Mudd Talks– “Engineering Discovery: Building the James Webb Space Telescope,” Allison Barto ’98

March 16, 2022 Add to Calendar

5–6 p.m.


RSVP for talk



Since Galileo pointed the first telescope at the night sky, the desire to further observe and understand the Universe has driven the construction of ever larger and more powerful telescopes. For the past 20 years, NASA, ESA, CSA, universities and engineering companies across the world have collaborated to build the next-generation flagship space observatory, the James Webb Space Telescope. Launched in December 2021, the Webb Telescope is the largest, most complex and most audacious space observatory ever built. The engineering challenges overcome to construct this marvel of scientific instrumentation will not only enable discoveries that drive the next decade of astronomy, but they demonstrate the technological and programmatic building blocks required to continue to push the state-of-the-art and frontiers of space-based astronomical facilities. Space scientist Allison Barto '98 will explore the engineering and construction of the James Webb Space Telescope and discuss what technologies will be needed to make the next steps in astronomical discovery.

This event is open to everyone. Students, faculty, staff, parents and alumni are welcome to join.

Allison Barto '98 (she/her, physics) is a director at Ball Aerospace, specializing in developing complex space systems from vision to orbit. With over two decades supporting mission development for both NASA and defense customers, Barto's career highlights include 17 years in both technical and leadership roles for the James Webb Space Telescope at Ball Aerospace, where she led the team responsible for delivery of the optics and electronics for the 22-foot-wide telescope, as well as for the overall optical design, verification and on-orbit optical phasing and commissioning of the Observatory. In 2017, Barto and her team were honored with the Aviation Week Program Excellence Award for work on Webb’s cryogenic electronics system.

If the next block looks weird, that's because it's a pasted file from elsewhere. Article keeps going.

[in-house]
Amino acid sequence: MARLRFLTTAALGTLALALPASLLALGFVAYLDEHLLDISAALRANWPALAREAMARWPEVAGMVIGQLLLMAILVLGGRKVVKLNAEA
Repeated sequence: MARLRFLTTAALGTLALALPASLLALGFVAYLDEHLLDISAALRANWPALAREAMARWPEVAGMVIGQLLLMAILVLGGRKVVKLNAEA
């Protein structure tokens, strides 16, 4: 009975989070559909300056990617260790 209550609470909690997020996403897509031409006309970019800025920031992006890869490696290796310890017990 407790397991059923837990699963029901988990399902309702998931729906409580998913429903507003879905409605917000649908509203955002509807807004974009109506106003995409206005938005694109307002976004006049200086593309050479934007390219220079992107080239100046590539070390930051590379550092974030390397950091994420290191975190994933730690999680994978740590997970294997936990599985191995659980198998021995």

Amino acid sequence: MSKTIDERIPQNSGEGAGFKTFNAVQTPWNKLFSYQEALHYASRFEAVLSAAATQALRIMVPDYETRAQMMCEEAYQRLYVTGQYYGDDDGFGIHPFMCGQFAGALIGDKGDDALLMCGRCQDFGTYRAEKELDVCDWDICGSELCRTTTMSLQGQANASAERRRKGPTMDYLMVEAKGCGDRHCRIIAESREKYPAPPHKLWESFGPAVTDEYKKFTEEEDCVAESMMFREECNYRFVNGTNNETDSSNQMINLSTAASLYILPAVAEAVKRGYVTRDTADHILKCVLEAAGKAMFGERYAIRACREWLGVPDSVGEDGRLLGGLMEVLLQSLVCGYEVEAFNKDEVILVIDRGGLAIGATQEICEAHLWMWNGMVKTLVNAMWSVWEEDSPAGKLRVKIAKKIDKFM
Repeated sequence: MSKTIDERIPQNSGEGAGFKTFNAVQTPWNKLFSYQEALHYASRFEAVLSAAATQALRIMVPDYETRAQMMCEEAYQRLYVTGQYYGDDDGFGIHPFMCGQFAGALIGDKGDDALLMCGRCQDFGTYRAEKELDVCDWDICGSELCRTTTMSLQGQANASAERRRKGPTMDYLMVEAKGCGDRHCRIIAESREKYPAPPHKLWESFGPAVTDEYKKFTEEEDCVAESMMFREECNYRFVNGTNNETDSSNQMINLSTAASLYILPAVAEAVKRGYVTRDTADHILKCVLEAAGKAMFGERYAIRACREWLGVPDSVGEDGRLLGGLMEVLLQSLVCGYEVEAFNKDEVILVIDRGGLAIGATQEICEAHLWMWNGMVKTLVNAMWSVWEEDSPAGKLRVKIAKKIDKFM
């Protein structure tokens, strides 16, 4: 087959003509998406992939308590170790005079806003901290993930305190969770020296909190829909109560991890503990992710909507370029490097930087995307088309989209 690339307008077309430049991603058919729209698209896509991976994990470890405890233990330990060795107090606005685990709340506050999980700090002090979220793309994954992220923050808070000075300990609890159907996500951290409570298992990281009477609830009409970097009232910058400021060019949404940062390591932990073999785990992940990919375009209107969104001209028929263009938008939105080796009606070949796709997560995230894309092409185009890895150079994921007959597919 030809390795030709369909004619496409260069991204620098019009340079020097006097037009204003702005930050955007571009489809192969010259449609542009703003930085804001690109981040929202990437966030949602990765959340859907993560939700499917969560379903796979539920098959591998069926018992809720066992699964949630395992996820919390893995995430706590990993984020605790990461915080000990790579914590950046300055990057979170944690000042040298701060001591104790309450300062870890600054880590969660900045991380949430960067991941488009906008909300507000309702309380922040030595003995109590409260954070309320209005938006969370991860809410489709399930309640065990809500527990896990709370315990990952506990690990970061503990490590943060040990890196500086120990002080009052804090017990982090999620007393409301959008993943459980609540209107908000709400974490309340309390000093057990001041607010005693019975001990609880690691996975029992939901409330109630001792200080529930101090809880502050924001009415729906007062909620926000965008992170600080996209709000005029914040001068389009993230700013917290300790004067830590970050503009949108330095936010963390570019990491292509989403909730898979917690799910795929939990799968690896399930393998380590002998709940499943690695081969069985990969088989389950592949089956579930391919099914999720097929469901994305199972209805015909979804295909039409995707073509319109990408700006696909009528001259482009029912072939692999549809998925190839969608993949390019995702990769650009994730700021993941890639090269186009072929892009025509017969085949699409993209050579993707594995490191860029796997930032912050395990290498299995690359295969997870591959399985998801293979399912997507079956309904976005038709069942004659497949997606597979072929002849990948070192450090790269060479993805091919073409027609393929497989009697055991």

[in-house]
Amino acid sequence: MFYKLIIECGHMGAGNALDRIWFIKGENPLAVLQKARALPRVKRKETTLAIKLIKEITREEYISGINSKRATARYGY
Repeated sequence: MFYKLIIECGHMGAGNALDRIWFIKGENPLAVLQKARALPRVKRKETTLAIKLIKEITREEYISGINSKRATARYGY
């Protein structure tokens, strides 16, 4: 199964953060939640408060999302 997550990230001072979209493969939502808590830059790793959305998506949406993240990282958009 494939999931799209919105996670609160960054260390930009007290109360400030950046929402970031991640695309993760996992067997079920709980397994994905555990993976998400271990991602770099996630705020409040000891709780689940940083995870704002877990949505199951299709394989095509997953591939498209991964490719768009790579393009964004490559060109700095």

With experience building complex and audacious space assets, she continues to look to the future of space telescopes. She was part of NASA’s recent in-space assembled telescope study and is part of the follow-on SMART Think Tank on in-space servicing, manufacturing and assembly. Barto served on a program panel for the National Academies Astro2020 decadal review process, which establishes national priorities for astrophysics space missions and ground facilities, and she serves on the Management Advisory Committee for the European Southern Observatory’s Extremely Large Telescope project. Barto is an SPIE Fellow and recipient of the Women in Aerospace Achievement Award for technical contributions to the Webb Telescope program.

When she is not building next-generation space systems, Barto fuels her passion for STEM by participating in education outreach, promoting inquiry-based learning and educational equity and opportunity. She is a member of Ball Aerospace’s Diversity, Equity and Inclusion Council and served as the co-lead of the Ball Corporation Women’s Resource Group from 2012 to 2018, supporting the corporation’s diversity and inclusion goals to support women at Ball and the next generation of female STEM professionals.